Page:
It’s a good weekend to bring this back. I have some essays about information theory and sports contests and maybe you missed them earlier. Here goes.

**How Interesting Is A Basketball Tournament?**I say: 63.**What We Talk About When We Talk About How Interesting What We’re Talking About Is**and so I say 63*what*.**But How Interesting Is A Real Basketball Tournament?**in which I say: Nah, 63 is too interesting. There’s some games you really don’t have to watch to know how they turned out. They’re the ones where the number 1 seed beats up the number 16. And nearly all the ones where the number 2 seed plays the number 15.**But How Interesting Is A Basketball Score?**If you want to know more than just who won and who lost ? I say: oh, something like 5.4.**Doesn’t The Other Team Count? How Much?**Since you can be pretty sure the two teams in a basketball game won’t tie, what’s that tell you about the two teams’ score? Nothing much, turns out.**A Little More Talk About What We Talk About When We Talk About How Interesting What We Talk About Is**and I finally say what these 63 or 5.4 or 10.8 things*are*. You know the name of them.

And then for a follow-up I started looking into actual scoring results from major sports. This let me estimate the information-theory content of the scores of soccer, (US) football, and baseball scores, to match my estimate of basketball scores’ information content.

**How Interesting Is A Football Score?**US football has an annoyingly complicated set of scoring rules. But it’s also got enough historical data that I can make an estimate: about 8.7.**How Interesting Is A Baseball Score? Some Partial Results**Baseball is even better about keeping statistics than football is, but I couldn’t get at convenient summaries. So I made do with what I could find.**How Interesting Is A Baseball Score? Some Further Results**With the help of someone else’s aggregation of data I made a slightly more precise estimate.**How Interesting Is A Low-Scoring Game?**This uses distributions, estimates of what kinds of results are likely for low-scoring games such as soccer, hockey, or baseball to draw some conclusions, including questioning whether distributions that mathematicians like are actually good fits for sports.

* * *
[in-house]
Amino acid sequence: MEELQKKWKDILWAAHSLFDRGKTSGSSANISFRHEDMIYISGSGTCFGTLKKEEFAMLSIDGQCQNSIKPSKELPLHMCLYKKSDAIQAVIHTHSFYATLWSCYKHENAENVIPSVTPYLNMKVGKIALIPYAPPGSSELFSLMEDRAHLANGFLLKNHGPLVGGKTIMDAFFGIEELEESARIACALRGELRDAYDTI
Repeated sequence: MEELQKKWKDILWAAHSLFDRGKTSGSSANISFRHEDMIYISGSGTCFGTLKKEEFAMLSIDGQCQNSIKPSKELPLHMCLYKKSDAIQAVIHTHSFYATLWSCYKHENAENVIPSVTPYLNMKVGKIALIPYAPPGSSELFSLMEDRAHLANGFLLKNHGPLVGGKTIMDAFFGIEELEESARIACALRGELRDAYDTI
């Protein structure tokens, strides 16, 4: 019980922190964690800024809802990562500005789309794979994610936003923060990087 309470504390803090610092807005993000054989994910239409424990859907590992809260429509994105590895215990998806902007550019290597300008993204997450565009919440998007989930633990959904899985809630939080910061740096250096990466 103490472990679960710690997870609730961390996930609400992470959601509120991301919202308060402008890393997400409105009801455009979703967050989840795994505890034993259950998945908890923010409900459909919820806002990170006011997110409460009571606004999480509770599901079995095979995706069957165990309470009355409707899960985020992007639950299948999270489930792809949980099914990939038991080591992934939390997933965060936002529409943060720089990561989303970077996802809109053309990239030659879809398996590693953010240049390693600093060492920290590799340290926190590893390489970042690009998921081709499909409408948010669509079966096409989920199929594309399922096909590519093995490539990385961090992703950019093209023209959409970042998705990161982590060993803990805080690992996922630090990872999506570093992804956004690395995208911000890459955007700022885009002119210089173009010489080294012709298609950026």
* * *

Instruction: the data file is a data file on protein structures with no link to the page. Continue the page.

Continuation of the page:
Don’t try to use this to pass your computer science quals. But I hope it gives you something interesting to talk about while sulking over your brackets, and maybe to read about after that.